The New York Time’s recently published an article on their “New Old Age” blog about a program called Guided Autobiography, which helps seniors create their own autobiographies so that their stories can be shared with future generations. The program, which is offered on college campuses and in libraries, community centers, assisted living facilities and nursing homes, provides a structured, step-by-step guide that helps seniors recall and document their experiences.
The article’s discussion of the less-obvious benefits of writing an autobiography was what really interested me. According to psychologists, going through the process of reevaluating and resolving memories and conflicts later in life are a crucial part of one’s personal development. Reflecting and reminiscing on our past can bring us the inspiration, energy and determination needed to make changes and improve ourselves.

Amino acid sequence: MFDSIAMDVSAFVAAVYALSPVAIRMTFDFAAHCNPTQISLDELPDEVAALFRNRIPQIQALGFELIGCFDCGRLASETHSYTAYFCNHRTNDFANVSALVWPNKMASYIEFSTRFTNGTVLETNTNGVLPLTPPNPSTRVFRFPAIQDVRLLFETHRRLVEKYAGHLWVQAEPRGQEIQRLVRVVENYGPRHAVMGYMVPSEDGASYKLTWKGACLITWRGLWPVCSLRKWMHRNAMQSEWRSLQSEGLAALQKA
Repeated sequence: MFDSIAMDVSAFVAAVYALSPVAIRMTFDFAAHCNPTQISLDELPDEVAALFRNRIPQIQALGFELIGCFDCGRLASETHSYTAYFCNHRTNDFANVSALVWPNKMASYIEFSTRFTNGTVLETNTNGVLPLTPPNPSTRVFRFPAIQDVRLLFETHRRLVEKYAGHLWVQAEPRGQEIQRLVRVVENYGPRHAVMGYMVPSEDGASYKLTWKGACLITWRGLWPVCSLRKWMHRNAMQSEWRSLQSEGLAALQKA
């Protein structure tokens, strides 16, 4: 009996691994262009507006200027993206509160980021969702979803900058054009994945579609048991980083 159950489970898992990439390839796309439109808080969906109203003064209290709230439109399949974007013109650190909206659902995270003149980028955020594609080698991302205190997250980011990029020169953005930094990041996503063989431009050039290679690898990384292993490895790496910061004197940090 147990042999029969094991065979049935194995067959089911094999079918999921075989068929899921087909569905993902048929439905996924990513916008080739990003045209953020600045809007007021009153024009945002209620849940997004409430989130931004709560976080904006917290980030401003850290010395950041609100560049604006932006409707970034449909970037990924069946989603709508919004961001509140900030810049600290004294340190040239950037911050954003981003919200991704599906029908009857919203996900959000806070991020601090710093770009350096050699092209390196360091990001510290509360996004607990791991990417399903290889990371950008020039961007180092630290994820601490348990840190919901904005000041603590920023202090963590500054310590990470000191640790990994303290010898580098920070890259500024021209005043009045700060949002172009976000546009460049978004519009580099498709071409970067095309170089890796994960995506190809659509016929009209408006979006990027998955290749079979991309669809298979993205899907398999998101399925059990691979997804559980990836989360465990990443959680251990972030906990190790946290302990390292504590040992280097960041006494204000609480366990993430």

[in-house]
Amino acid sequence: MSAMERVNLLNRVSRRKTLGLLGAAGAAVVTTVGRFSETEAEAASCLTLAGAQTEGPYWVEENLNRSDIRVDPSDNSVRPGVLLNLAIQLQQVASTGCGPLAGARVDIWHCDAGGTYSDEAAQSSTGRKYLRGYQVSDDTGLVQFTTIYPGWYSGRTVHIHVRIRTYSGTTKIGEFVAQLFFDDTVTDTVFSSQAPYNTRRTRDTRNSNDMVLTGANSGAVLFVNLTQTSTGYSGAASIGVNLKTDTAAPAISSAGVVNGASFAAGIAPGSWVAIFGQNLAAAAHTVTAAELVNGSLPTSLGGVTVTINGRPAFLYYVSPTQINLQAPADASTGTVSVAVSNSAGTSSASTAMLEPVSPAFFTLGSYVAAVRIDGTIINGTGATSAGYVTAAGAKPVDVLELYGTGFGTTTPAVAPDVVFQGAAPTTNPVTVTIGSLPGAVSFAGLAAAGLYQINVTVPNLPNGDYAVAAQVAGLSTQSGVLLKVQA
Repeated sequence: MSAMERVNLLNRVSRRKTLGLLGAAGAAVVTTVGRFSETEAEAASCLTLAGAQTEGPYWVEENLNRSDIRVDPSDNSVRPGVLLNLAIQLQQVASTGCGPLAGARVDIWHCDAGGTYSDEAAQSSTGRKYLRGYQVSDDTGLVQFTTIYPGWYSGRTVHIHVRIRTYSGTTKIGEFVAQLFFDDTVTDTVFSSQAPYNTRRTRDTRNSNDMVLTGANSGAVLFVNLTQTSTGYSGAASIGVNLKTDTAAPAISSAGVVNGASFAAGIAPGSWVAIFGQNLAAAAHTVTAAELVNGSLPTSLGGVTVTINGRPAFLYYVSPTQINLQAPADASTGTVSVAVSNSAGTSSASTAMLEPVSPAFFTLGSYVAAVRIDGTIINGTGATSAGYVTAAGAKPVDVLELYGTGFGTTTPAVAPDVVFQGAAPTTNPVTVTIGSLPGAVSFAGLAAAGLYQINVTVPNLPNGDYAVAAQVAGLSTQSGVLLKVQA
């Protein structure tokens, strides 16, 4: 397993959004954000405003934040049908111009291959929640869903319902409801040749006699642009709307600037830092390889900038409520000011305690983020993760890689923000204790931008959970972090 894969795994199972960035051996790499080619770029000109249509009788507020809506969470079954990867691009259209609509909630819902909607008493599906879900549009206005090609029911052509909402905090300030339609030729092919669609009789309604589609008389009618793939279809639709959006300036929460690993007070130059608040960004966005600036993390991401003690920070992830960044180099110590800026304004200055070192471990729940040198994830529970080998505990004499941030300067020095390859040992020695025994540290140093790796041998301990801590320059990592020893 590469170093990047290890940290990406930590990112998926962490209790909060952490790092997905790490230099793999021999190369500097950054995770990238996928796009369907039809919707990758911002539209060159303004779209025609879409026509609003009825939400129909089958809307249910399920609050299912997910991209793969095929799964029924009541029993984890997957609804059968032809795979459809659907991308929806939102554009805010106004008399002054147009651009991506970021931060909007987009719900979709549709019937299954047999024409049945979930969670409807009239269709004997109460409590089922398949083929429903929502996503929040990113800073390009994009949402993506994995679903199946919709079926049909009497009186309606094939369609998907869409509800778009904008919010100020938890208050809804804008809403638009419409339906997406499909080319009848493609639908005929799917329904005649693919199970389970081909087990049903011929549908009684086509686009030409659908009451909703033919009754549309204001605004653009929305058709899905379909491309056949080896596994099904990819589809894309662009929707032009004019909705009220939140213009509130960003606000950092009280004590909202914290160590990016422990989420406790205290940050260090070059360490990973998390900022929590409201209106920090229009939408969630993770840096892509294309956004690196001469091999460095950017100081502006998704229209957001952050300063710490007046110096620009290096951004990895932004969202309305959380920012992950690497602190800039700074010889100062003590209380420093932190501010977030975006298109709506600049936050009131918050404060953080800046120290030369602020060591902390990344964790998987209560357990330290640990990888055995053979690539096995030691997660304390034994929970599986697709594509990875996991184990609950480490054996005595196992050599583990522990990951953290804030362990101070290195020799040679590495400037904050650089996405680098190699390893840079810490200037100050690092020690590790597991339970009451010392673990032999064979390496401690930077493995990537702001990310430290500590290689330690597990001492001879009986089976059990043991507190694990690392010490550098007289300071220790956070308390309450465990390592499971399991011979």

Studies have also shown that sharing personal experiences builds trust and relationships between writers and audiences. Writing about one’s past can bring insight, reconciliation, and acceptance of the life one has lived. It can also help give a stronger sense of purpose to those in their later years. Encourage your loved ones to share their own experiences. Not only will others learn from their past, but they may learn things they did not realize about themselves as well!